Click on a small image to view a larger image
Here is a tour of my shop, built by me. The basic structure started as a garage package deal from a local building supply house (16x24, 1-car garage). It was designed to go on a slab but I have a three foot drop in grade from one corner to the diagonal corner and moving that much dirt was too much. I put it on 15 piers (per code) with a pressure treated floor system (joists and sub-floor). I traded in the overhead door for four additional windows and vinyl siding. I figured that most of my projects had to go into a standard 36" exterior house door so it has to come out of the same.
Outdoor view of shop. The door is on the west side.
This is the southeast corner of the shop. Most of the shop furniture is a result of dumpster diving.
The east wall.
This is the northeast corner.
The northwest corner. The plastic cart that the mechanics tool box sits on is a repaired plastic cart from a dumpster.
This is the west wall.
The southwest corner. The wall bench was a tear out counter from a local remodel (cabinets and counter top). The air cleaner which canít be seen in the rafters is home made from a big blower from an HVAC dealer dump pile. Some of the initial duct work for the dust collector is still in use (Iím slowly changing over to PVC). The original duct work was free; tubing from the inside of carpet rolls which I got from a local installer. It fits 4" fittings perfectly.
The router table was a desk wing that I extended the legs on one side with 2x4ís and added 2x4 legs on the other side. I put the router over the knee area and closed that in for a DC plenum. The three drawers give me storage for bits and tools. The fence is home made and a little unique. The only dimension that is important is the bit to fence. My fence pivots on one end and clamps on the other with a C-clamp (yay; someone else gets it. ed.). There is DC to the back of the fence also.
Homemade bench with storage.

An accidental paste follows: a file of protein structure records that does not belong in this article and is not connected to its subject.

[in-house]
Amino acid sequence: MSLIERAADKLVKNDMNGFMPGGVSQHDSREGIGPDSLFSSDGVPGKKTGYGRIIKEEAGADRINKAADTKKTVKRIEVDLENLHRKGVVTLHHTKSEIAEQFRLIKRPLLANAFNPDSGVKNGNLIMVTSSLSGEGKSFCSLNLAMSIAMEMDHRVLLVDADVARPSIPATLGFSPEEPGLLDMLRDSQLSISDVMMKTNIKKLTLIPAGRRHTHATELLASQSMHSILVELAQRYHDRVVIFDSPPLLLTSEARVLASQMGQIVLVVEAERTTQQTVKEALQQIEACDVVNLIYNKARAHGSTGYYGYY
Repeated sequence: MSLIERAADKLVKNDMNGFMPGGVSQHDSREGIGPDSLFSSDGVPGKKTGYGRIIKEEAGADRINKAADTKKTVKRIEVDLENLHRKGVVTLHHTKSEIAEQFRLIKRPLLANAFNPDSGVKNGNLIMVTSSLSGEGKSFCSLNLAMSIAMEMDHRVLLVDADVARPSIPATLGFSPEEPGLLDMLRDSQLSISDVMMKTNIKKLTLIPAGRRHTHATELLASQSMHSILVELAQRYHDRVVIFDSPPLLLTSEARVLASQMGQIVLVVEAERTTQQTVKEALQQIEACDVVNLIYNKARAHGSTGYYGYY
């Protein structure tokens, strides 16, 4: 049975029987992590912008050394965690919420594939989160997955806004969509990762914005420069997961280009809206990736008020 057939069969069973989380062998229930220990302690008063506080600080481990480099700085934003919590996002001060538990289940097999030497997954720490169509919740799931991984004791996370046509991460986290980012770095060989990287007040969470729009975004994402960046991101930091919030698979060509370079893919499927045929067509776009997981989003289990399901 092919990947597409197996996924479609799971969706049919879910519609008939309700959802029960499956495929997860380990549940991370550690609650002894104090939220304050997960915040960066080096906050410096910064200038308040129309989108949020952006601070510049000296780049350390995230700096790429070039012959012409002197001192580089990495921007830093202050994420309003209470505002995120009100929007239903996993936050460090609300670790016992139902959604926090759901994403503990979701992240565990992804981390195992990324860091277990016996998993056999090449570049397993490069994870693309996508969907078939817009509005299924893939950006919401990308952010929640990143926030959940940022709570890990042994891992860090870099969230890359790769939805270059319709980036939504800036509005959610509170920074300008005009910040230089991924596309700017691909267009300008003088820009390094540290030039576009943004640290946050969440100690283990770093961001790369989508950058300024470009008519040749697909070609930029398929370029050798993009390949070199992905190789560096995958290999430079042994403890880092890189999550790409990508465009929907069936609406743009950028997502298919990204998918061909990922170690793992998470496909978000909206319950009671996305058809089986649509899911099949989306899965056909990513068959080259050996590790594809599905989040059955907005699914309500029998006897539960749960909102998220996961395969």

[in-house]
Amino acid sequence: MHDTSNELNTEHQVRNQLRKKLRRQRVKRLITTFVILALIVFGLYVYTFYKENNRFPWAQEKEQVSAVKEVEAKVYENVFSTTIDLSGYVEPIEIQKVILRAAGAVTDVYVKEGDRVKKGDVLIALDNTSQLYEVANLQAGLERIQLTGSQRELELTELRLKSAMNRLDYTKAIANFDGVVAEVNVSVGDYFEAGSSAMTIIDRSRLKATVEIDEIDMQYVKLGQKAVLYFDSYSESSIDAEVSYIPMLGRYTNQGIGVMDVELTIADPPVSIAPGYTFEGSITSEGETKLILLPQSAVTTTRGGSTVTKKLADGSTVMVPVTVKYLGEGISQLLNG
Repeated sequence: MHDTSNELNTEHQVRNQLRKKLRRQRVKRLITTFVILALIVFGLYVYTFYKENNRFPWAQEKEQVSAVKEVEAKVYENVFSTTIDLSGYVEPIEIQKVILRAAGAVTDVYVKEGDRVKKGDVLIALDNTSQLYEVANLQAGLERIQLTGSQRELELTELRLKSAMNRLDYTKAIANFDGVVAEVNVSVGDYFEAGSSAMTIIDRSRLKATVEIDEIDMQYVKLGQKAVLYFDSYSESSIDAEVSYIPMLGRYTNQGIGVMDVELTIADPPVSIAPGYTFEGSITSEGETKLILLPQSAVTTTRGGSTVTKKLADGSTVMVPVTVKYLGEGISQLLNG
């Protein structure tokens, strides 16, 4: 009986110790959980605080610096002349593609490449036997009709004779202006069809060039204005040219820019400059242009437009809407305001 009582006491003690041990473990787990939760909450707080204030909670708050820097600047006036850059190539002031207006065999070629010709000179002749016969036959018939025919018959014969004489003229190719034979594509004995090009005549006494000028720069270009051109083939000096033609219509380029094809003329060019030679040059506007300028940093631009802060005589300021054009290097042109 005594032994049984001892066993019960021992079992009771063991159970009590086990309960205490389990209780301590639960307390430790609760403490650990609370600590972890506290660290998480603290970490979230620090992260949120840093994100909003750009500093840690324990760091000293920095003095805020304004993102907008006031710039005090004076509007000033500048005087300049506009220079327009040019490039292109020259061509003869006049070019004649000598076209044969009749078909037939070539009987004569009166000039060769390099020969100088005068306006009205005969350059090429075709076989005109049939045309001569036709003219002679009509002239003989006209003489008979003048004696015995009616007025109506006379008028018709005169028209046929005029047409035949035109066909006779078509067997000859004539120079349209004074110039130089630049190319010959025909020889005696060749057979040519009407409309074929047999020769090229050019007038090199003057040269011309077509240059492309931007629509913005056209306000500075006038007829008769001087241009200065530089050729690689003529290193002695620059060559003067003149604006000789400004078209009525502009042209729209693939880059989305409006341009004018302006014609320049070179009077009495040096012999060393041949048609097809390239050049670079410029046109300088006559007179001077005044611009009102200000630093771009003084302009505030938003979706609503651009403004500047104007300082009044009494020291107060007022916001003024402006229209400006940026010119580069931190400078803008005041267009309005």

Detail of the bench casters. These are based on the design used by Norm Abram in his assembly table. The flooring is from a guy in northern VA who had some ĺ" whie oak cut-offs and cut-outs. They are from a mill that makes flooring and the cut out pieces have knot holes, stains, checks or rough spots the planer missed. Most were 12-24" long. Hey, itís a shop and the price was 25Ę/sqft. I can fill in the knot holes with putty; stains donít bother me.
The table saw. The power and dust collection duct are run under the floor. The planer stand (and the stand by the tablesaw) were hospital throwaways (very old metal night stands). The mobile bases for the planer stand, the jointer, and the bandsaw are all home made.
Compressor and home made accessory rack. The bookcase came from a dumpster.
Compound miter saw recessed in bench. A groove is used for stops.
The cut-off storage rack is really a wheeled bakerís rack I saved from a dumpster and put shelves in made of scrap ply and OSB. The rolling cut-off rack for sheet good pieces started life as a throw-away old gurney from the hospital. I removed the top and narrowed the wheelbase and put a floor in.
The freezer, which I use for liquid storage, was on its way to the landfill when I got it and gutted the motor and compressor to make it lighter. The light bulb keeps things from freezing in the winter when Iím not in the shop and the heat isnít on.
Did I mention anywhere that I am cheap? Some nice people say it's frugal.
Posted 29 June 2004
© 2004, All Rights Reserved